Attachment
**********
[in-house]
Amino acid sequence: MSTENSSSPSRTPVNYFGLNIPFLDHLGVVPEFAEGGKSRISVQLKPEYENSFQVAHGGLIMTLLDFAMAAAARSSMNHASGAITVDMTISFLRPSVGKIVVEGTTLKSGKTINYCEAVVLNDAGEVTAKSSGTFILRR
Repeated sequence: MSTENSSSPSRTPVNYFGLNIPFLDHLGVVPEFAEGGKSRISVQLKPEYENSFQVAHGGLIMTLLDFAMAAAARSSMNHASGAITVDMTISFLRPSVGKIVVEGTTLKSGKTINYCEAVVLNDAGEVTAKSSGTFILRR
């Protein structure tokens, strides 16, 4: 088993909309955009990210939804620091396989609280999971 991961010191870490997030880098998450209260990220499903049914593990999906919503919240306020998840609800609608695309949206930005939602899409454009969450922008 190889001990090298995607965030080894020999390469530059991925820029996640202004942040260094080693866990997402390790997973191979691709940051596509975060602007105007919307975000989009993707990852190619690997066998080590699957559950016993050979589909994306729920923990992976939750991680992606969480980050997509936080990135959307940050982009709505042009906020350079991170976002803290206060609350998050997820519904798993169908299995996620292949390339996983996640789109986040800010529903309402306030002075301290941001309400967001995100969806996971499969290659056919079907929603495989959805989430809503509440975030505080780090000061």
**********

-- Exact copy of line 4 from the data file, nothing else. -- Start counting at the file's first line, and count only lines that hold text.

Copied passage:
């Protein structure tokens, strides 16, 4: 088993909309955009990210939804620091396989609280999971 991961010191870490997030880098998450209260990220499903049914593990999906919503919240306020998840609800609608695309949206930005939602899409454009969450922008 190889001990090298995607965030080894020999390469530059991925820029996640202004942040260094080693866990997402390790997973191979691709940051596509975060602007105007919307975000989009993707990852190619690997066998080590699957559950016993050979589909994306729920923990992976939750991680992606969480980050997509936080990135959307940050982009709505042009906020350079991170976002803290206060609350998050997820519904798993169908299995996620292949390339996983996640789109986040800010529903309402306030002075301290941001309400967001995100969806996971499969290659056919079907929603495989959805989430809503509440975030505080780090000061």